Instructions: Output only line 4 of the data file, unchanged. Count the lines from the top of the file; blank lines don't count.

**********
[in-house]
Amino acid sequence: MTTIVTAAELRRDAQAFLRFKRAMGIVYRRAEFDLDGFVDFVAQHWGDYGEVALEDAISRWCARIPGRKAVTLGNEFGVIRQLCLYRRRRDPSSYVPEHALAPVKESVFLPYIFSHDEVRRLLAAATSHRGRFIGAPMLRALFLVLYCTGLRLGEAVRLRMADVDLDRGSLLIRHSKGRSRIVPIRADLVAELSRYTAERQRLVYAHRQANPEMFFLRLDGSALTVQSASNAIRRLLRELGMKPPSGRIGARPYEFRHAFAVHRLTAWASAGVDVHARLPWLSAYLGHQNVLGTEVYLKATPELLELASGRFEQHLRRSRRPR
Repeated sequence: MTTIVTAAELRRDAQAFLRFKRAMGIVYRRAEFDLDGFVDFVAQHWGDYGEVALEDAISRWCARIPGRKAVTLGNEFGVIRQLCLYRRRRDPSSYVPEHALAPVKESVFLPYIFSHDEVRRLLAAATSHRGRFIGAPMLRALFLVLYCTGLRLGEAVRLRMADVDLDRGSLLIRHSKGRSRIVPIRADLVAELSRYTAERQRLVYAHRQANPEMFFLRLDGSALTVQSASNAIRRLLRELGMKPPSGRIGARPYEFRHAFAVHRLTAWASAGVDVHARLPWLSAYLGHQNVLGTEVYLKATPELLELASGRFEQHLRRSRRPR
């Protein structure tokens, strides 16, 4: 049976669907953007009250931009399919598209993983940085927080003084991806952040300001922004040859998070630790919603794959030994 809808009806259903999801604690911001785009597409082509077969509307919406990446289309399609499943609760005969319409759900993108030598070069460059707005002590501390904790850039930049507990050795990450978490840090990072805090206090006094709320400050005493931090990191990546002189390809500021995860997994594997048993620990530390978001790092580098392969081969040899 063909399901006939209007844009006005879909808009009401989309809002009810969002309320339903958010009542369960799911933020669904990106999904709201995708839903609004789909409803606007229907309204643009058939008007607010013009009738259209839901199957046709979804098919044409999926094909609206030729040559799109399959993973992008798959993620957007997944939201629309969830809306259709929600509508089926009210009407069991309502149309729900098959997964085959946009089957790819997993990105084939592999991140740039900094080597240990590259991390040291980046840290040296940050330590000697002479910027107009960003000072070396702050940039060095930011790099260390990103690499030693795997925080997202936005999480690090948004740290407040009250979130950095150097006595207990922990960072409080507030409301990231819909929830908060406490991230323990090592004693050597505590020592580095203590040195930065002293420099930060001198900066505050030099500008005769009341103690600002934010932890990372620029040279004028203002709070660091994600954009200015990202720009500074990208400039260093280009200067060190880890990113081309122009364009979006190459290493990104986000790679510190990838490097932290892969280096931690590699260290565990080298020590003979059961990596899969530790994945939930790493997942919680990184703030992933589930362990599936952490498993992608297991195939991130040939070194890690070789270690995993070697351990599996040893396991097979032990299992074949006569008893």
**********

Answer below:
């Protein structure tokens, strides 16, 4: 049976669907953007009250931009399919598209993983940085927080003084991806952040300001922004040859998070630790919603794959030994 809808009806259903999801604690911001785009597409082509077969509307919406990446289309399609499943609760005969319409759900993108030598070069460059707005002590501390904790850039930049507990050795990450978490840090990072805090206090006094709320400050005493931090990191990546002189390809500021995860997994594997048993620990530390978001790092580098392969081969040899 063909399901006939209007844009006005879909808009009401989309809002009810969002309320339903958010009542369960799911933020669904990106999904709201995708839903609004789909409803606007229907309204643009058939008007607010013009009738259209839901199957046709979804098919044409999926094909609206030729040559799109399959993973992008798959993620957007997944939201629309969830809306259709929600509508089926009210009407069991309502149309729900098959997964085959946009089957790819997993990105084939592999991140740039900094080597240990590259991390040291980046840290040296940050330590000697002479910027107009960003000072070396702050940039060095930011790099260390990103690499030693795997925080997202936005999480690090948004740290407040009250979130950095150097006595207990922990960072409080507030409301990231819909929830908060406490991230323990090592004693050597505590020592580095203590040195930065002293420099930060001198900066505050030099500008005769009341103690600002934010932890990372620029040279004028203002709070660091994600954009200015990202720009500074990208400039260093280009200067060190880890990113081309122009364009979006190459290493990104986000790679510190990838490097932290892969280096931690590699260290565990080298020590003979059961990596899969530790994945939930790493997942919680990184703030992933589930362990599936952490498993992608297991195939991130040939070194890690070789270690995993070697351990599996040893396991097979032990299992074949006569008893």